Cody Eakin

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The Buzzer: Luongo, Fleury, Jones notch shutouts, Predators win 10th straight


Players of the Night: 

Roberto Luongo, Florida Panthers: The Cats need a few things to go right to make the playoffs. The man called Lu (or Strombone) posting 31-save shutouts will certainly help their cause though. Luongo was stellar in the win, his 75th career shutout, and the Panthers are two points out of a playoff spot. Fancy that.

Marc-Andre Fleury, Vegas Golden Knights: Fleury turned aside all 28 shots he faced against a porous Detroit Red Wings team in a 4-0 win. Vegas matched the record for most road wins (19) by a team in its inaugural season because of course they did. Honorable mention to Alex Tuch and Cody Eakin, who split the spoils with a pair of goals each.

Martin Jones, San Jose Sharks: 16 saves don’t seem like many to get a shutout, but it’s hard as a goalie to keep your wits about you when you’re facing next to no shots. Jones faced 16 shots in a 2-0 shutout, with only two of those coming in the third period. St. Louis was very bad on Thursday, with Jake Allen standing in the way of a complete blowout. Allen stopped 34 of 35.

The whole team, Nashville Predators: Yes, every single one of them. Because winning is hard in the NHL and yet the Predators recorded their 10th straight win on Thursday in a 4-2 win against the Anaheim Ducks.

Highlights of the Night:

Hischier pass warning:

Nolan Patrick with the no-looker:

Poor Jake Allen:


Quick robbery:

News of the Night: 

Factoids of the Night:

Some Jets stuff, because they have players named Laine and goalies named Hellebuyck:

Uh oh. The Lightning have another player who can produce at will:


Panthers 5, Canadiens 0

Lightning 5, Rangers 3

Golden Knights 4, Red Wings 0

Sabres 4, Senators 3 (OT)

Blue Jackets 5, Avalanche 4 (OT)

Jets 3, Devils 2

Bruins 3, Flyers 2

Predators 4, Ducks 2

Hurricanes 3, Blackhawks 2

Oilers 2, Islanders 1 (SO)

Sharks 2, Blues 0

Kings 3, Capitals 1

Scott Billeck is a writer for Pro Hockey Talk on NBC Sports. Drop him a line at or follow him on Twitter @scottbilleck

Fantasy impact of 2018 NHL Trade Deadline: West


PHT’s James O’Brien wrote the first part of this two-part fantasy series, yesterday. He broke down how the trade deadline affected teams in the Eastern Conference. You can read that story by clicking here.

Today, we’ll take a look at how the moves the Western Conference teams made will affect the fantasy world.

Anaheim Ducks: The Ducks made a minor move as they shipped Chris Wagner to the Islanders for Jason Chimera, who won’t be lighting the fantasy world on fire anytime soon. Anaheim will have to continue leaning on guys like Ryan Getzlaf, Corey Perry, Rickard Rakell and company to lead the charge offensively if they’re going to make the playoffs.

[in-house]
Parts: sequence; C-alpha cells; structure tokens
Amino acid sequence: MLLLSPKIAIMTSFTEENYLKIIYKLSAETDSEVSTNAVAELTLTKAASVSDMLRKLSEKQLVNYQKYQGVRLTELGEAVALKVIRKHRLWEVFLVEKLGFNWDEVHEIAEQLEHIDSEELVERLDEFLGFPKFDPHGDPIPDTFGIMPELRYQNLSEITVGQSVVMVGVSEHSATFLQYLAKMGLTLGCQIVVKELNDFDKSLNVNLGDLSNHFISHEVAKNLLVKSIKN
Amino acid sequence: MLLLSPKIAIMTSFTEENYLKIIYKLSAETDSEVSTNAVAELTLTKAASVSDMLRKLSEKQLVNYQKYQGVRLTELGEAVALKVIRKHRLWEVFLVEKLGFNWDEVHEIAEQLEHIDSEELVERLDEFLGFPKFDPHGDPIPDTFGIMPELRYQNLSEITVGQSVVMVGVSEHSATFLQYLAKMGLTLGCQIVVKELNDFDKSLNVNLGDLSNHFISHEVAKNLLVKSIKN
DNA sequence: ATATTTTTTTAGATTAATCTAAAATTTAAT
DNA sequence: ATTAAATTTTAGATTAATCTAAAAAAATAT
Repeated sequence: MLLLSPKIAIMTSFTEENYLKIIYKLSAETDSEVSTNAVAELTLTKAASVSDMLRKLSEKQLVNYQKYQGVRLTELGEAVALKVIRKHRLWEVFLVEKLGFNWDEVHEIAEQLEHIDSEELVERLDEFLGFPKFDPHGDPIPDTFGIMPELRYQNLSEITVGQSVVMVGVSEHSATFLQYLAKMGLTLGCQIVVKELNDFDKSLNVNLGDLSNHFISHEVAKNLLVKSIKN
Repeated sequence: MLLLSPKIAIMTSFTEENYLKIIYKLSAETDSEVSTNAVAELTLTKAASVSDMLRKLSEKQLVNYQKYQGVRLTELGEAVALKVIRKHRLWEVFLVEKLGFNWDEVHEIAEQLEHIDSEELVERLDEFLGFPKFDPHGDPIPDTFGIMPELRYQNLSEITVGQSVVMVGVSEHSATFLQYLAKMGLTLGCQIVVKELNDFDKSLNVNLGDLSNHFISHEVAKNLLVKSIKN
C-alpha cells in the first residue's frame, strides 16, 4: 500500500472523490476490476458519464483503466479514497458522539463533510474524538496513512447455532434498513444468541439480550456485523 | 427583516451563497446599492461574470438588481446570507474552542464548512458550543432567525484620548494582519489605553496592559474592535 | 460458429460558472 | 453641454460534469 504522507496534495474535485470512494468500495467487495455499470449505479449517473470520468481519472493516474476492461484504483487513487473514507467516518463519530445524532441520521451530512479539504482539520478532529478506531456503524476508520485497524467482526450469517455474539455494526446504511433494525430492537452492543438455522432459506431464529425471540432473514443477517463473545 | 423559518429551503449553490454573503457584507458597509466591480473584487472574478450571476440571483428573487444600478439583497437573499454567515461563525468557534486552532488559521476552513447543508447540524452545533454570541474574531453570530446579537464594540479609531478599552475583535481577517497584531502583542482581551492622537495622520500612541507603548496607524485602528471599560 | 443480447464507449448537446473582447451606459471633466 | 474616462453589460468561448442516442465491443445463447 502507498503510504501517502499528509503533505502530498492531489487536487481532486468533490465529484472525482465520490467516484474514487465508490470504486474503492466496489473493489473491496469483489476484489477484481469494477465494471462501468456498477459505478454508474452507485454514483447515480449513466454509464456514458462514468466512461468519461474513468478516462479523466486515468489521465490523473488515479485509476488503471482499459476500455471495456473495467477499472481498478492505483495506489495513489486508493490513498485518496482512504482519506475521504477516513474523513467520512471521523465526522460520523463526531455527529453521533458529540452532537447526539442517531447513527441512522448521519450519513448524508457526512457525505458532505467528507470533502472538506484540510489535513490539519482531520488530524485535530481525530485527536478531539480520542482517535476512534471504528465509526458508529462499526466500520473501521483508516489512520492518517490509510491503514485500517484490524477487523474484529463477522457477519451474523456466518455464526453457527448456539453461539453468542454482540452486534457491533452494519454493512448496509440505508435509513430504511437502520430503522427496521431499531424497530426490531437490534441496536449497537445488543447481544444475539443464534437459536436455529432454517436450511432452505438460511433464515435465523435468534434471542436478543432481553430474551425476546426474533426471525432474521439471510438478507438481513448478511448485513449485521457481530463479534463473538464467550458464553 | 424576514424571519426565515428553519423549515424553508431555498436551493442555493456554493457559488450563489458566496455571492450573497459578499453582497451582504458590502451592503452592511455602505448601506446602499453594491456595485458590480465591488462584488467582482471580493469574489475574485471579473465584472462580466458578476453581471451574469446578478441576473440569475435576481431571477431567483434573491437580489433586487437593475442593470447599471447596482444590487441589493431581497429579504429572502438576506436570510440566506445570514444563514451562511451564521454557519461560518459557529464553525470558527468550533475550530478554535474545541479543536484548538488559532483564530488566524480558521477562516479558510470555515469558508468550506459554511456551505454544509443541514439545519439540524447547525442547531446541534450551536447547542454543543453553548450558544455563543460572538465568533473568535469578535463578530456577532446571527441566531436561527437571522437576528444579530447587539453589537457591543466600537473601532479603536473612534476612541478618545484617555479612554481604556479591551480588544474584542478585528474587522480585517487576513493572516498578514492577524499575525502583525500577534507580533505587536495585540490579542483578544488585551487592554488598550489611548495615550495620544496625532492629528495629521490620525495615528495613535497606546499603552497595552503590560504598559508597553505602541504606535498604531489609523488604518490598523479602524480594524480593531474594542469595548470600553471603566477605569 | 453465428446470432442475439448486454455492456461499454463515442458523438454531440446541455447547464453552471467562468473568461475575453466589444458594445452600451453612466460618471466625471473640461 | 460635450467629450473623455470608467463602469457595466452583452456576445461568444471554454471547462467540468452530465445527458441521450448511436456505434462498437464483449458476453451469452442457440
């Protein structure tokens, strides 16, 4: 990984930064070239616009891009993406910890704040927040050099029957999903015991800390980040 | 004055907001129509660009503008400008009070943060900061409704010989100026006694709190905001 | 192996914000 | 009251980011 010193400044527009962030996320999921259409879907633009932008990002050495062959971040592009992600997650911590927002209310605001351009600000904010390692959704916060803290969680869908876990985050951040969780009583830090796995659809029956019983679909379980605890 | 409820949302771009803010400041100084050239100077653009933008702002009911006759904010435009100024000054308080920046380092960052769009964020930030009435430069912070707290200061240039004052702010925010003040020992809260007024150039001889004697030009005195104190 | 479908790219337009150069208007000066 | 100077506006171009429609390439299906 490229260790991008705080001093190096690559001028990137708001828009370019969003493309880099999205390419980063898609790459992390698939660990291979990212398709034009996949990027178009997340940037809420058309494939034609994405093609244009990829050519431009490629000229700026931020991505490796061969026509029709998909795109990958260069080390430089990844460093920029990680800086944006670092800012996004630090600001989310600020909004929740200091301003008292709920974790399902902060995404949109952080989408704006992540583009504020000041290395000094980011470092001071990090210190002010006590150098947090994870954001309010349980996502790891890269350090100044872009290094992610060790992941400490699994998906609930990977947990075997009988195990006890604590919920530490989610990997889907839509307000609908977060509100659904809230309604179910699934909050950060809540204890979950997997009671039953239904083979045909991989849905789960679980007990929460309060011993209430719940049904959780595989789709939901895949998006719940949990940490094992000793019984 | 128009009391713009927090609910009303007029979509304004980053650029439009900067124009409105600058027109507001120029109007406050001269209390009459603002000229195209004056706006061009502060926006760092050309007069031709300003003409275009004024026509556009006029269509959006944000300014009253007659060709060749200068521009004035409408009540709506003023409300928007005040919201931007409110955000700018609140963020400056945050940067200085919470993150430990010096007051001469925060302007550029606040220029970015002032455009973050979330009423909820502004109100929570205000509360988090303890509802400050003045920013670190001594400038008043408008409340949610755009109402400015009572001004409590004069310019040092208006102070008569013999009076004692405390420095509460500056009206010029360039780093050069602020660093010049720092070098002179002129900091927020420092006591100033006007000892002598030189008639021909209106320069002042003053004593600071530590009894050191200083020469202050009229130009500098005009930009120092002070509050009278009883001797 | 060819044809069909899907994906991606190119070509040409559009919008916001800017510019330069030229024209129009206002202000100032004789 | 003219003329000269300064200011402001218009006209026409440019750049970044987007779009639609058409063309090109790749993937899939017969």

Arizona Coyotes: The ‘Yotes made a minor-league move, but nothing that will have any affect in fantasy leagues. Arizona will continue to be a graveyard for fantasy production between now and the end of the season.

Calgary Flames: Nick Shore was on the move for the second time in the month of February. The 25-year-old is a great depth piece, but don’t expect to contribute much offensively. He’s another player that won’t alter the fantasy landscape. Like Anaheim, if the Flames make it to the postseason, it’ll be because their top guns take them there (that means you Johnny Gaudreau and Sean Monahan).

Chicago Blackhawks: Shipping Ryan Hartman to Nashville has opened up a spot on the wing. It looks like Tomas Jurco is going to get an opportunity to skate on the ‘Hawks second-ish line with Artem Anisimov and Anthony Duclair.

Trading Michal Kempny away to Washington on Feb. 19 seems to have opened up a roster spot for Carl Dahlstrom. The 22-year-old has three assists in eight games, but he’s still a little raw.

Colorado Avalanche: Outside of acquiring Ryan Graves from the Rangers, the Avs didn’t do much on deadline day. That means that Nathan MacKinnon, Gabriel Landeskog and Mikko Rantanen will continue to be the difference makers on a much-improved Avs team.

There were rumblings about Tyson Barrie potentially being on the move, but GM Joe Sakic decided to hold on to his offensive blue liner.

Dallas Stars: Jim Nill surprisingly didn’t make a move to help his team make a push for a playoff spot.

Edmonton Oilers: With Patrick Maroon now out of the picture in Edmonton, the Oilers are forcing Connor McDavid to carry Anton Slepyshev and Milan Lucic. All kidding aside, Slepyshev is a big body with some skill, but he hasn’t been able to put it all together at the NHL level yet. Assuming he continues playing with McDavid, he should get a nice little fantasy boost down the stretch. As for Lucic, not even McDavid can resurrect his fantasy stock. Sorry Connor, you’re on your own.